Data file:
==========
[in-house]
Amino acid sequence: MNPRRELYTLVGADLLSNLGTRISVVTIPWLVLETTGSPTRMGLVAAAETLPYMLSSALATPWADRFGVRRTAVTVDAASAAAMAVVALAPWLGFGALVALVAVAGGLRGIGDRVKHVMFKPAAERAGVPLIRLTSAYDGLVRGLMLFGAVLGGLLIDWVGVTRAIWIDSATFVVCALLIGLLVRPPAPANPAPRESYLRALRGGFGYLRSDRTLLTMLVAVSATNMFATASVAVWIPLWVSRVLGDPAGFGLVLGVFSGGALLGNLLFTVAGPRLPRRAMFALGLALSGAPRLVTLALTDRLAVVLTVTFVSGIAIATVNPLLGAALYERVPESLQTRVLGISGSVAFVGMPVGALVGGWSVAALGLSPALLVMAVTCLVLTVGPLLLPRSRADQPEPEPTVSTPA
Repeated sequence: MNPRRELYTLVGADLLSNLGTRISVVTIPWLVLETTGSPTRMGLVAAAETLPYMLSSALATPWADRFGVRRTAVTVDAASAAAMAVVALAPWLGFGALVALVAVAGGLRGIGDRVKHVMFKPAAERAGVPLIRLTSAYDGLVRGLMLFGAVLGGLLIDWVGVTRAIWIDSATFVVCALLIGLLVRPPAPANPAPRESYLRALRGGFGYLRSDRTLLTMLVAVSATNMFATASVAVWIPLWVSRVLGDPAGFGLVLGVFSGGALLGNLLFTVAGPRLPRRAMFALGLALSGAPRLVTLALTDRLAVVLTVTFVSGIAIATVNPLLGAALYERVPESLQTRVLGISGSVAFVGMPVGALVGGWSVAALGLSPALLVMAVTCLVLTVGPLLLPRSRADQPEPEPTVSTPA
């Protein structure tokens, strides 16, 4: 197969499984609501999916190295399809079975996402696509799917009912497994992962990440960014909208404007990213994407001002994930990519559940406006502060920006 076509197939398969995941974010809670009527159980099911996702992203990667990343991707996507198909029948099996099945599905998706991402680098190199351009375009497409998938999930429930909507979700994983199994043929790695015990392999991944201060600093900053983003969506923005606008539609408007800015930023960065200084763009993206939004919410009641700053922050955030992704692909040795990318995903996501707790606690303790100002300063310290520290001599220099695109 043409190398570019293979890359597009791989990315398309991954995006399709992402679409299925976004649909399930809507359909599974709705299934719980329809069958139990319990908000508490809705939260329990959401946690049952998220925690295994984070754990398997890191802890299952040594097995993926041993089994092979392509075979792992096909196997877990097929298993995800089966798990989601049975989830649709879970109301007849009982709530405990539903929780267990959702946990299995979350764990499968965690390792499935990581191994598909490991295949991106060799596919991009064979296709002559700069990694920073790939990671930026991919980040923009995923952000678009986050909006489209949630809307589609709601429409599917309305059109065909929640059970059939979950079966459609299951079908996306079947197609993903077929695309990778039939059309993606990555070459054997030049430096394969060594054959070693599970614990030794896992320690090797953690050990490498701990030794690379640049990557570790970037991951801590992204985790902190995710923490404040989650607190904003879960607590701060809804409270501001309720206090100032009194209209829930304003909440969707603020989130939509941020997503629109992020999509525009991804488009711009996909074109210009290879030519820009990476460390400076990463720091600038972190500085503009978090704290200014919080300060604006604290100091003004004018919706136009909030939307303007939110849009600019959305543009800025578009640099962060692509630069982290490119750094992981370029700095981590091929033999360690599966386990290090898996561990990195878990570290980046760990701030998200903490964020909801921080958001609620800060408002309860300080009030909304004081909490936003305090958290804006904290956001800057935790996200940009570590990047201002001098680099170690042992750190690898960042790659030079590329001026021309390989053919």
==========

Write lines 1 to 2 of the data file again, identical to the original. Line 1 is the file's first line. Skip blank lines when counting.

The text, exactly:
[in-house]
Amino acid sequence: MNPRRELYTLVGADLLSNLGTRISVVTIPWLVLETTGSPTRMGLVAAAETLPYMLSSALATPWADRFGVRRTAVTVDAASAAAMAVVALAPWLGFGALVALVAVAGGLRGIGDRVKHVMFKPAAERAGVPLIRLTSAYDGLVRGLMLFGAVLGGLLIDWVGVTRAIWIDSATFVVCALLIGLLVRPPAPANPAPRESYLRALRGGFGYLRSDRTLLTMLVAVSATNMFATASVAVWIPLWVSRVLGDPAGFGLVLGVFSGGALLGNLLFTVAGPRLPRRAMFALGLALSGAPRLVTLALTDRLAVVLTVTFVSGIAIATVNPLLGAALYERVPESLQTRVLGISGSVAFVGMPVGALVGGWSVAALGLSPALLVMAVTCLVLTVGPLLLPRSRADQPEPEPTVSTPA